Composer Billy Barnes Dies at 85
By Robert Simonson
Composer and lyricist Billy Barnes, whose topical material was featured in a series of revues in the 1950s and '60s, died in his home in Los Angeles on Sept. 24. He was 85.
Mr. Barnes' best-known songs included "(Have I Stayed) Too Long at the Fair," which was recorded by Patti Page and Barbra Streisand, and "Something Cool," recorded by jazz vocalist June Christy.
His work was spotlighted in a series of revues, most of which bore his name. The Billy Barnes Revue opened in Hollywood in 1958, and played on Broadway for 87 performances in 1959. Filled with topical tunes on subject such as PTA matrons, beatniks and television, it was deemed by the New York Times to have an "amiable air, an overwhelming desire to be gay, and a group of sunny talented performers" (among them Ken Berry and Bert Convy). However, it was observed that the revue's targets were not exactly fresh ones, and the comic attacks occasionally lacked wit.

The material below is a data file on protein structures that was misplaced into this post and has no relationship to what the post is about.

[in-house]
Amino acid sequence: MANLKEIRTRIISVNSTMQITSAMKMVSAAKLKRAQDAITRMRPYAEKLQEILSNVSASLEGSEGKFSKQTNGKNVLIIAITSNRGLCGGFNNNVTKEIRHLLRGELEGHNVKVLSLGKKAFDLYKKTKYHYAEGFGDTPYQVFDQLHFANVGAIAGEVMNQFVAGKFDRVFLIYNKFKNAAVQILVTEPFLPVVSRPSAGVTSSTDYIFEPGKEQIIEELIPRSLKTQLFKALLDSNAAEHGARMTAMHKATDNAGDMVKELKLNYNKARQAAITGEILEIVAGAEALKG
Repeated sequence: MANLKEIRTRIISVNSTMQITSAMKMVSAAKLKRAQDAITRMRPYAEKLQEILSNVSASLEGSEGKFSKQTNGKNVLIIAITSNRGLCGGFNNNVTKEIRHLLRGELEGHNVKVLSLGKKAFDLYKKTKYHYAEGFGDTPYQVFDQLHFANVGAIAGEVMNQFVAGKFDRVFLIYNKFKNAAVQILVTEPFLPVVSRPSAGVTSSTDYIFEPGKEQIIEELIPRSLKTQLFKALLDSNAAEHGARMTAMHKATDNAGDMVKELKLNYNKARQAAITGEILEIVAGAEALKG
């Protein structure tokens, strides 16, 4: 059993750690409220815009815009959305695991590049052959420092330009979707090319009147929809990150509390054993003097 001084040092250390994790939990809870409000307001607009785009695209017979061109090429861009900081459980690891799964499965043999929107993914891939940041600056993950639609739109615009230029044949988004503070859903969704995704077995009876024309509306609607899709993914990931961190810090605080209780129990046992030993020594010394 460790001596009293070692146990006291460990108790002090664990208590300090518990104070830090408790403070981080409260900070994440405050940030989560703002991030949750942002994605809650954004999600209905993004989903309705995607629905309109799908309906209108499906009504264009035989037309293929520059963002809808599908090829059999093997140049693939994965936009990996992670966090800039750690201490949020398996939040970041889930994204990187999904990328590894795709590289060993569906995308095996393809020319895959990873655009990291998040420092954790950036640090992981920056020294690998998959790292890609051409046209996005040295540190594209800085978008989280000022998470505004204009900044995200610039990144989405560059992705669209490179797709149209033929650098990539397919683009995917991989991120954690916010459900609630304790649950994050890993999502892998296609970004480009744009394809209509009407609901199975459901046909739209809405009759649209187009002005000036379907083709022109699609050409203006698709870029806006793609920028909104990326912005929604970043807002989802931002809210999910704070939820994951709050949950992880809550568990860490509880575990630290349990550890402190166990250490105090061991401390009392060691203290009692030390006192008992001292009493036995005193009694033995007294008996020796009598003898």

In 1961 he returned to Broadway with The Billy Barnes People. Other shows included Billy Barnes' Party, Billy Barnes' L.A. and Billy Barnes' Hollywood.
For television, he wrote special material and original musical production numbers for "Rowan & Martin's Laugh-In," "The Danny Kaye Show," "The Sonny and Cher Comedy Hour" and "The Carol Burnett Show." He also wrote opening production numbers for several Academy Awards telecasts.
Billy Barnes was born in Los Angeles on Jan. 27, 1927. He started writing musical comedy sketches while still in high school, and continued when he attended UCLA. His first professional revue, A Cabaret Concert Show, was a collaboration with Bob Rodgers in 1956. Rodgers also worked with him on The Billy Barnes Revue, writing the book and directing.
Barnes is survived by his son Tyler and partner Richard T. Jordan.
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